In relation to this, it is worth mentioning that having children later in life may slightly increase your risk of developing breast cancer because your exposure to oestrogen is not interrupted by pregnancy.
BREAST CANCER EARLY DIAGNOSIS AND TREATMENTS
Detecting breast cancer at an early stage means it may be easier to treat. The chance of making a full recovery from breast cancer, especially if it is detected early, is relatively high.
For this reason, it’s vital that women check their breasts regularly for any changes and always have any changes examined by your doctor. Check the whole breast area, including your upper chest and armpits. If you notice any unusual symptoms such as a breast lump in my case, book an appointment with your medical doctor who will examine you.
If your doctor thinks your symptoms need further assessment as it was my case twice, you will be referred to a specialist breast cancer clinic to have a mammogram, which is an X-ray of your breasts, and/or an ultrasound scan, depending on your circumstances.
If a diagnosis of breast cancer is confirmed, more tests will be needed to determine the stage and grade of the cancer, and the best method of treatment, including a biopsy and various scans and X-rays.
The main treatments for breast cancer are surgery, radiotherapy, chemotherapy, hormone therapy, and targeted therapy. You may have one of these treatments, or a combination. The type or combination of treatments you have will depend on how the cancer was diagnosed and the stage it’s at.
BREAST CANCER PREVENTION
Diet and lifestyle changes: regular exercise and eating a healthy, balanced diet with minimal alcohol consumption are recommended for all women to avoid breast cancer.
Breastfeeding: studies have shown women who breastfeed are statistically less likely to develop breast cancer than those who do not. This could be attributed to the fact that they do not ovulate as regularly whilst breastfeeding which help stabilise their oestrogen levels.
Genetic testing: this is particularly recommended if you have a family history of breast cancer. Some genetic mutations, particularly in BRCA1, BRCA2 and p53 resulting in a very high risk for breast cancer could be determined through predictive genetic testing.
Mastectomy: this is a surgery to remove the breasts, which can reduce your risk of breast cancer by up to 90% according to the NHS. You can opt for breast reconstruction surgery.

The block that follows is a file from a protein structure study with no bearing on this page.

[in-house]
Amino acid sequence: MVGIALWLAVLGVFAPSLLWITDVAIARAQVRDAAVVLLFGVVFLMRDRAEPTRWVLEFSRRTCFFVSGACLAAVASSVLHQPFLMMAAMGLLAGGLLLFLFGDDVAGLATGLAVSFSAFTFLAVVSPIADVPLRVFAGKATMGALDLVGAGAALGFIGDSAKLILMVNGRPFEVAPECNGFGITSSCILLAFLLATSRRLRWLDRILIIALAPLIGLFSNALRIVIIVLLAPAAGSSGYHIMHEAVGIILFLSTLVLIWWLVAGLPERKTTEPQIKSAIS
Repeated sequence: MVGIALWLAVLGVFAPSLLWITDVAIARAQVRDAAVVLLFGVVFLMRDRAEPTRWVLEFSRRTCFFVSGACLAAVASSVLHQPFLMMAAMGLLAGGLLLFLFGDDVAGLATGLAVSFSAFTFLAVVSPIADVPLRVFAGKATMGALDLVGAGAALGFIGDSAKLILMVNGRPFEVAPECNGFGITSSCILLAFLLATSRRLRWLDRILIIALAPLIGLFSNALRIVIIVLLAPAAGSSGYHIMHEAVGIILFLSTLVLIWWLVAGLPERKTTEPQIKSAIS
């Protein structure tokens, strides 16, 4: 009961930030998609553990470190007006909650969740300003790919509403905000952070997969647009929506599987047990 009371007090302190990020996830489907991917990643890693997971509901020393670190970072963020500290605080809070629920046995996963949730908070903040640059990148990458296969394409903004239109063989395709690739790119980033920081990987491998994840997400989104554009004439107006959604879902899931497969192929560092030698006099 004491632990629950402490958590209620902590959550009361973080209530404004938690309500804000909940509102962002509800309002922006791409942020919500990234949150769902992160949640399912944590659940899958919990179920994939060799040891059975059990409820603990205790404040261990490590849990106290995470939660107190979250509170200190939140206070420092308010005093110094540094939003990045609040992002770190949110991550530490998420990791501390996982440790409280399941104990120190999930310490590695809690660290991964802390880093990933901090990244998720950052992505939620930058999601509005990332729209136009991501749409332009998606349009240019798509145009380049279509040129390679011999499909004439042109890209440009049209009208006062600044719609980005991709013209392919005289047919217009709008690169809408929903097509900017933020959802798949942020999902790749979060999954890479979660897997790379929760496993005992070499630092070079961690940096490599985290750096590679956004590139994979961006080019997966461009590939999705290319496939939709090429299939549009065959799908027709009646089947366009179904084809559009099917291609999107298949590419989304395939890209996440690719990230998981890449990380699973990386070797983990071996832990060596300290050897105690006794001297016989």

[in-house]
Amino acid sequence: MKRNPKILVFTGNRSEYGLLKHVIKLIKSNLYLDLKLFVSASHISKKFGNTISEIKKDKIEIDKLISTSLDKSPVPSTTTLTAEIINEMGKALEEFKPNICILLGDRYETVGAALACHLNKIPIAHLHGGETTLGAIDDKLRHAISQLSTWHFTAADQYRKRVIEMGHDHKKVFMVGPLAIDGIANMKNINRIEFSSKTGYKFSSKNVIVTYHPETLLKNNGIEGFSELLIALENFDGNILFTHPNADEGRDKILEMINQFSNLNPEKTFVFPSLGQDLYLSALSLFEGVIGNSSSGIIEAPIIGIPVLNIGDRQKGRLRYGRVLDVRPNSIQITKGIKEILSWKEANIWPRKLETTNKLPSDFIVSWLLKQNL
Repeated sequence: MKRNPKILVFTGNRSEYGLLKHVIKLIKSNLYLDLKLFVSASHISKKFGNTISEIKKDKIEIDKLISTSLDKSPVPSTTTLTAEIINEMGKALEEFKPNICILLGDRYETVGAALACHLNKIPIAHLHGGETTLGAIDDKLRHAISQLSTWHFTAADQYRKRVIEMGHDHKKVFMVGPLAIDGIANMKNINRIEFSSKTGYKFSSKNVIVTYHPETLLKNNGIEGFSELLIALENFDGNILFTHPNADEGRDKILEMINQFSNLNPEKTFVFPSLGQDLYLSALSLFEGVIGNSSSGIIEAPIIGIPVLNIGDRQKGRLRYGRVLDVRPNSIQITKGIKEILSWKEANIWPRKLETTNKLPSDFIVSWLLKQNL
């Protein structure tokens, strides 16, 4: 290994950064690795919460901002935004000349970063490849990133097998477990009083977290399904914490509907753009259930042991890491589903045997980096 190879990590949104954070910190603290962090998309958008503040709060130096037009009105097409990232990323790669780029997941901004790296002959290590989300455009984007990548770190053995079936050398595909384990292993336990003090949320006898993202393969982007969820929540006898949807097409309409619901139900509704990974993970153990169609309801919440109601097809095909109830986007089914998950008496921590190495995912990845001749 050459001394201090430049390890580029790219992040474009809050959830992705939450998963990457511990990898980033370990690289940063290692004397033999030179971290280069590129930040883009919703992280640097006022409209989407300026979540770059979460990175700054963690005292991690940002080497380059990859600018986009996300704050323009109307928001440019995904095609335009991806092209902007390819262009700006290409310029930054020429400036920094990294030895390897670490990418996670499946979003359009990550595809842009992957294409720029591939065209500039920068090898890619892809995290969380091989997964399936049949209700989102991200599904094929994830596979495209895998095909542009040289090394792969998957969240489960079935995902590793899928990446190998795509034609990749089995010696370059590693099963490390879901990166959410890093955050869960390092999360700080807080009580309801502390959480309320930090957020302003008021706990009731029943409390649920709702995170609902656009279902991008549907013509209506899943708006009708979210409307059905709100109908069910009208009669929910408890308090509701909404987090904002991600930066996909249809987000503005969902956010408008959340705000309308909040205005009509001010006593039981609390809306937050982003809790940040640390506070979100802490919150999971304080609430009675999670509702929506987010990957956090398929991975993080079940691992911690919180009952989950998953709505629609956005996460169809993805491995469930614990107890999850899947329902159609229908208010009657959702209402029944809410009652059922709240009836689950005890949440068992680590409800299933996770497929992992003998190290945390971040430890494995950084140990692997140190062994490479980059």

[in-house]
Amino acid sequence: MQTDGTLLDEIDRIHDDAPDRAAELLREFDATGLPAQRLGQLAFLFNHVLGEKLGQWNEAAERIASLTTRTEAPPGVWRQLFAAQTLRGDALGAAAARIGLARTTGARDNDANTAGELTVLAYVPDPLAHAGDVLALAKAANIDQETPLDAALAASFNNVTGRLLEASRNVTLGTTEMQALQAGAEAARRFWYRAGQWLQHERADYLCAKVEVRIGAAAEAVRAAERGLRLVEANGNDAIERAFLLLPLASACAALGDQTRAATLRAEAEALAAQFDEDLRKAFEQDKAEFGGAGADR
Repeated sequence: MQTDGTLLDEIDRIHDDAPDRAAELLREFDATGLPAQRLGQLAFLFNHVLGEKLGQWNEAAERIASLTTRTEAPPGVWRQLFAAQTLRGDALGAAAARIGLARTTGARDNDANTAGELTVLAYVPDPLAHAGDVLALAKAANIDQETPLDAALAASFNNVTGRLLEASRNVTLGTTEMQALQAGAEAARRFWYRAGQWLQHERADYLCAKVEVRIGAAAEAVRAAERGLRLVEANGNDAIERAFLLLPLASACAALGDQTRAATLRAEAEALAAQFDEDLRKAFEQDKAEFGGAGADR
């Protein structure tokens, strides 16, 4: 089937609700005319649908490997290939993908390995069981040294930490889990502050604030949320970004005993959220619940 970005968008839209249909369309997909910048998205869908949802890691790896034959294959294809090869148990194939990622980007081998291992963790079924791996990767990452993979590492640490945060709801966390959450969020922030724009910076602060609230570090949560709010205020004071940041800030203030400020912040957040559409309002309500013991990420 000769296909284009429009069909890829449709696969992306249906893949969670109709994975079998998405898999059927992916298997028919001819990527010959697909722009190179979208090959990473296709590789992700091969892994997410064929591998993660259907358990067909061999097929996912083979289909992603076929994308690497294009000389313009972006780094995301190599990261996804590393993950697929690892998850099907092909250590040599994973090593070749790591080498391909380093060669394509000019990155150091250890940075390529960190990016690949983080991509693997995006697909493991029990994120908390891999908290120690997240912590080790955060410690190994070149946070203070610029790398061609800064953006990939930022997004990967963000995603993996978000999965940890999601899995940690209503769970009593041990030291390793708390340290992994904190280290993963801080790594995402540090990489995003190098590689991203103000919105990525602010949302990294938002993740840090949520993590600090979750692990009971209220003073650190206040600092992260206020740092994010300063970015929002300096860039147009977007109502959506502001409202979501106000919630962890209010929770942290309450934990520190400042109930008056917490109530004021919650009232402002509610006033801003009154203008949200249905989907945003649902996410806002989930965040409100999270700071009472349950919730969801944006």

Preventative medicines: in some cases medicines used in breast cancer treatment such as tamoxifen, raloxifene, and anastrozole are recommended to people with a high risk of developing the disease to make it less likely that they will get the illness in future.
Please visit Prevent Breast Cancer to find out more.
I hope you found some positive information in this post that you can share with your family, your colleagues and friends to support each other on your health journey. Until next time, do you and be you my lovelies! xx
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World Health Organization (WHO) Breast cancer: prevention and control -https://www.who.int/cancer/detection/breastcancer/en/index1.html
UK National Health Service (NHS) Breast cancer in women overview -https://www.nhs.uk/conditions/breast-cancer/
UK National Health Service (NHS) Breast cancer in men overview -https://www.nhs.uk/conditions/breast-cancer-in-men/
UK National Health Service (NHS) Predictive genetic tests for cancer risk genes – https://www.nhs.uk/conditions/predictive-genetic-tests-cancer/
UK National Health Service (NHS) Fibroids Overview – https://www.nhs.uk/conditions/fibroids/
Cancer Research UK Breast Cancer Symptoms https://www.cancerresearchuk.org/about-cancer/breast-cancer/symptoms
UK National Health Service (NHS) Intrauterine system (IUS) -Your contraception guide – https://www.nhs.uk/conditions/contraception/ius-intrauterine-system/
UK National Health Service (NHS) Breast cancer in women: diagnosis – https://www.nhs.uk/conditions/breast-cancer/diagnosis/
UK National Health Service (NHS) Breast cancer in women: treatment – https://www.nhs.uk/conditions/breast-cancer/treatment/
World Health Organization (WHO) Cancer Early Diagnosis – https://www.who.int/cancer/prevention/diagnosis-screening/en
UK National Health Service (NHS) Breast cancer in women: prevention https://www.nhs.uk/conditions/breast-cancer/prevention/
Prevent Breast Cancer‘s research projects into preventative drugs – https://preventbreastcancer.org.uk/breast-cancer-research/research-projects/preventative-drugs/